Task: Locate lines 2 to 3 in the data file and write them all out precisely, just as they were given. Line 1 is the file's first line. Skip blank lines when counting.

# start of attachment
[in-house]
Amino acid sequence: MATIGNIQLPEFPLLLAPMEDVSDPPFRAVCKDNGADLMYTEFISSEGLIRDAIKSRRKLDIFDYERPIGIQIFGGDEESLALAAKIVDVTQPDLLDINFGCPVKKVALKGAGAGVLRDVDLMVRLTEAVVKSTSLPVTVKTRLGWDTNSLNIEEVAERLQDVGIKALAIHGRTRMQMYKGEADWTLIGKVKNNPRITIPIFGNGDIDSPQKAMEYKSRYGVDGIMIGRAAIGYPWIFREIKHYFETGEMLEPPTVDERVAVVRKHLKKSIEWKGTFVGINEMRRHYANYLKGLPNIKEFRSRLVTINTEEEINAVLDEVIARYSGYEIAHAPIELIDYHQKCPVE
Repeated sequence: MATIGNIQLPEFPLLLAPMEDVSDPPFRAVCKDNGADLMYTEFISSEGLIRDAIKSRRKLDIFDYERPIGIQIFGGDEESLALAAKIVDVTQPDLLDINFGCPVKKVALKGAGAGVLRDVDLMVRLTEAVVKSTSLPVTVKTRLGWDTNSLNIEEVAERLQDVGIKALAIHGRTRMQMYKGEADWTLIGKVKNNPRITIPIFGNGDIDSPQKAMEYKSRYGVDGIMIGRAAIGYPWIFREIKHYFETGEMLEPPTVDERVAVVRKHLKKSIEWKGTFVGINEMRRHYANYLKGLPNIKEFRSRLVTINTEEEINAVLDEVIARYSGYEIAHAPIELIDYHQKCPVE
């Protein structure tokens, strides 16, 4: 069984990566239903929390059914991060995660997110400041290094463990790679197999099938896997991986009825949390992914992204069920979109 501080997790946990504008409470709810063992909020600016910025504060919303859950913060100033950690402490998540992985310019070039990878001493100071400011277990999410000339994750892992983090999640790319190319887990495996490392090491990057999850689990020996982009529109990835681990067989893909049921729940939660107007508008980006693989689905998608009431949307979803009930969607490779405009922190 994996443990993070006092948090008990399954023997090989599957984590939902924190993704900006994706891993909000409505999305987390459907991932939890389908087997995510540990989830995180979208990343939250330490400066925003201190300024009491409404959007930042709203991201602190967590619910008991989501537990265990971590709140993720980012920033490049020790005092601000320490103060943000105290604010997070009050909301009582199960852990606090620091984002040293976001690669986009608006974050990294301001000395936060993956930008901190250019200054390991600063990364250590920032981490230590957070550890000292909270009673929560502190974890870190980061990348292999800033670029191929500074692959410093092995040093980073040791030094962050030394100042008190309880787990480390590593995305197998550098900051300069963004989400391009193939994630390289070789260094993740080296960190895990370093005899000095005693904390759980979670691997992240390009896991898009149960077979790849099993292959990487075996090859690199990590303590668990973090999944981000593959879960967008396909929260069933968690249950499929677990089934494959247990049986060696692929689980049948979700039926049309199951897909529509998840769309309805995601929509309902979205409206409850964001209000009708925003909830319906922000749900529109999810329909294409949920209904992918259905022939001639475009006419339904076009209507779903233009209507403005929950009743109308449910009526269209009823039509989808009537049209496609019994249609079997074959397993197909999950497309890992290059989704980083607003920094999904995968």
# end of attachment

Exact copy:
Amino acid sequence: MATIGNIQLPEFPLLLAPMEDVSDPPFRAVCKDNGADLMYTEFISSEGLIRDAIKSRRKLDIFDYERPIGIQIFGGDEESLALAAKIVDVTQPDLLDINFGCPVKKVALKGAGAGVLRDVDLMVRLTEAVVKSTSLPVTVKTRLGWDTNSLNIEEVAERLQDVGIKALAIHGRTRMQMYKGEADWTLIGKVKNNPRITIPIFGNGDIDSPQKAMEYKSRYGVDGIMIGRAAIGYPWIFREIKHYFETGEMLEPPTVDERVAVVRKHLKKSIEWKGTFVGINEMRRHYANYLKGLPNIKEFRSRLVTINTEEEINAVLDEVIARYSGYEIAHAPIELIDYHQKCPVE
Repeated sequence: MATIGNIQLPEFPLLLAPMEDVSDPPFRAVCKDNGADLMYTEFISSEGLIRDAIKSRRKLDIFDYERPIGIQIFGGDEESLALAAKIVDVTQPDLLDINFGCPVKKVALKGAGAGVLRDVDLMVRLTEAVVKSTSLPVTVKTRLGWDTNSLNIEEVAERLQDVGIKALAIHGRTRMQMYKGEADWTLIGKVKNNPRITIPIFGNGDIDSPQKAMEYKSRYGVDGIMIGRAAIGYPWIFREIKHYFETGEMLEPPTVDERVAVVRKHLKKSIEWKGTFVGINEMRRHYANYLKGLPNIKEFRSRLVTINTEEEINAVLDEVIARYSGYEIAHAPIELIDYHQKCPVE